Former Summerland Mountie who murdered fiancee eligible for day parole in 2022 | iNFOnews | Thompson-Okanagan's News Source

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Former Summerland Mountie who murdered fiancee eligible for day parole in 2022

Keith Wiens being led out of Penticton Courhouse in 2011. The former Summerland RCMP, convicted of the 2011 murder of his common law wife was denied an appeal in Supreme Court earlier this week.
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February 15, 2021 - 3:30 PM

An ex-cop who murdered his fiancée 10 years ago in Penticton has again been granted supervised release.

The Parole Board of Canada is allowing Keith Wiens to take escorted absences for eight hours at a time to a maximum of 40 hours a month from his Kingston, Ont., prison, according to a decision dated Feb. 8.

Wiens was convicted in 2013 of second-degree murder in the Aug. 15, 2011 shooting death of his common-law wife, Lynn Kalmring in their Penticton home.

The escorted outings will be for “community services”  in any Warden approved locations and conditions on his relationships will be applied.

“(Wiens) remains assessed as having a high risk for intimate partner violence and, despite having taken programming, this risk remains substantially unaddressed and unmitigated,” according to the parole board decision.

“Therefore, in order to protect other females from the risk (he) continues to pose, (he is) to report any and all friendships, sexual and non-sexual relationships with women to (his) parole supervisor.”

Wiens has been granted this type of release with similar conditions before. They’re aimed at increasing his reintegration potential before January 2022, when he will be eligible for day parole. If granted, it will give him daytime freedoms, while he will be under orders to return nightly to a community-based residential facility or halfway house unless otherwise authorized by the Parole Board of Canada.

According to the most recent Psychological Assessment on Wiens, dated Nov. 24, 2020, he is in the low range of risk for both general and violent recidivism. In 2018, he was assessed as a minimum security offender and in the time since has demonstrated an ability to comply with institutional rules and expectations. He is a low risk for violence against others in a family context.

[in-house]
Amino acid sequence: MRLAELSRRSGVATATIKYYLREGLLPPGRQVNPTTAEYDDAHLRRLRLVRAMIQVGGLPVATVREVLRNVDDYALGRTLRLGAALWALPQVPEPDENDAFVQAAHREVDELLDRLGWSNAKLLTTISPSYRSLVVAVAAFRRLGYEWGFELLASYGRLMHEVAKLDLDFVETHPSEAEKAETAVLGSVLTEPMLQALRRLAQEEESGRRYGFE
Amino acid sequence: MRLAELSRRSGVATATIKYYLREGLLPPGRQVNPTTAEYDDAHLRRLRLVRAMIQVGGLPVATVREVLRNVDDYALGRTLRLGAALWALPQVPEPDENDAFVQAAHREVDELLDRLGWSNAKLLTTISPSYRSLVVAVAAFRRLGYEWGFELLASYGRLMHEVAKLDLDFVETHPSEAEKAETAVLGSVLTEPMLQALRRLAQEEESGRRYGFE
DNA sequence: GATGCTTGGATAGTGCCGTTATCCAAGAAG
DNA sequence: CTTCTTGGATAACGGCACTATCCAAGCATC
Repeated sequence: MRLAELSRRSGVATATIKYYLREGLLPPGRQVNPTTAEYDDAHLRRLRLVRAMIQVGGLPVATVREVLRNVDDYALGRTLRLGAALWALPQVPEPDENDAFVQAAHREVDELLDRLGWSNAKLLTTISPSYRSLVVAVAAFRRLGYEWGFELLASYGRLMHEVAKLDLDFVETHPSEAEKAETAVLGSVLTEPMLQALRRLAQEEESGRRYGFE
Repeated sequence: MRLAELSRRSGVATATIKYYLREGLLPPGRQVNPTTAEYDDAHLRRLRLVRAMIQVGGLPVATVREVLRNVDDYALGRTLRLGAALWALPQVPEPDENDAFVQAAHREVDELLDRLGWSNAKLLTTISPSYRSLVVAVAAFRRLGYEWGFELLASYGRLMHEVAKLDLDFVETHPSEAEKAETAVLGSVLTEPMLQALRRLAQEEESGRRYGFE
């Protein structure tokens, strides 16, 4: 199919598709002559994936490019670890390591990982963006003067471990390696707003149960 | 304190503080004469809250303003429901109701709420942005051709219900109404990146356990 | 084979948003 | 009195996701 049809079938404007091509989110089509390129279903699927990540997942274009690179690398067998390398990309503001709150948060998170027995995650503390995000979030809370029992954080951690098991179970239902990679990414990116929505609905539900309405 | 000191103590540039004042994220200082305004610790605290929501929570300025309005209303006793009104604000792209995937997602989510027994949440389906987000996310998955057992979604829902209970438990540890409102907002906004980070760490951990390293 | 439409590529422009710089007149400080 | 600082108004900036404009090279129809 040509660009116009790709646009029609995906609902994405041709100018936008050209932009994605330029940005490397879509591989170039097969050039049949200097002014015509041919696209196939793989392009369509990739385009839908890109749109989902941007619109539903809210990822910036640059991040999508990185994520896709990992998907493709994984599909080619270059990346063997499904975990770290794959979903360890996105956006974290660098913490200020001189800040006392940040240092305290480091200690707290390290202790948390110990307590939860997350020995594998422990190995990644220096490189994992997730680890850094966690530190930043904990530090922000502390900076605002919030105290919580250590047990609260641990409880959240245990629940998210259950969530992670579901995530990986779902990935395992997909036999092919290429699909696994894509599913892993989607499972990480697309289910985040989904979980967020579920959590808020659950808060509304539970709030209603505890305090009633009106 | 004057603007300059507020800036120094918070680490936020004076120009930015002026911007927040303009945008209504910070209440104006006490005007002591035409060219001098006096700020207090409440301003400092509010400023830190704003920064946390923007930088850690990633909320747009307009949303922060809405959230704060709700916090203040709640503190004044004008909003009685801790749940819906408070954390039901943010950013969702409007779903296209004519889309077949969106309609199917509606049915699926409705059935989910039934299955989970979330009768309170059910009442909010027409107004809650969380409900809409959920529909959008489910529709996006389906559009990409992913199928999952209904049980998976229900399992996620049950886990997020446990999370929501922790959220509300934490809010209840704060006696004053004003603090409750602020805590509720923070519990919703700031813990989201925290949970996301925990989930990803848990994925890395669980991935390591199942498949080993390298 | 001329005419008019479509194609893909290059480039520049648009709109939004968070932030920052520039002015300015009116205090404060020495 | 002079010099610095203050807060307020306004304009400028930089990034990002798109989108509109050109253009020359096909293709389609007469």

Where he falls short, according to the parole board, is understanding his behaviour and the results of the Spousal Assault Risk Assessment indicate he is at high risk for partner violence.

“You continue to display concerning deficits in your insight into your risk factors,” reads the report.

“In particular, you have not sufficiently addressed your beliefs and thinking that justifies partner violence and, by continuing to ruminate on your personal perception of injustice, you fail to display victim empathy or take accountability for your actions. You remain assessed as a high risk for intimate partner violence, and this risk has not been mitigated. For any less restrictive community release in the future, you will need to demonstrate increased progress and positive change in the understanding your risk factors, crime process, and you will also need to develop a self-management plan that addresses your deficit/need areas.”

Wiens, who was a former Summerland,  RCMP officer, appealed his conviction and sentence until 2016, when he dropped the issue.  He appealed his conviction, arguing trial Judge Geoff Barrow did not give proper weight to certain trial evidence.

Wiens said he shot Kalmring in self defence when she lunged at him with a knife, but Barrow ruled the August 2011  he placed the knife in the victim's hand following the shooting. Barrow said the murder in the couple's Penticton home was impulsive, senseless and alcohol-fuelled, prompted by an increasingly bitter eight-month battle over finances.

Victim Impact Statements on file indicate that Kalmring's family continues to endure the tragic loss of their beloved family member, and have conveyed to the Parole Board the emotional and psychological harm that has resulted from her violent death.


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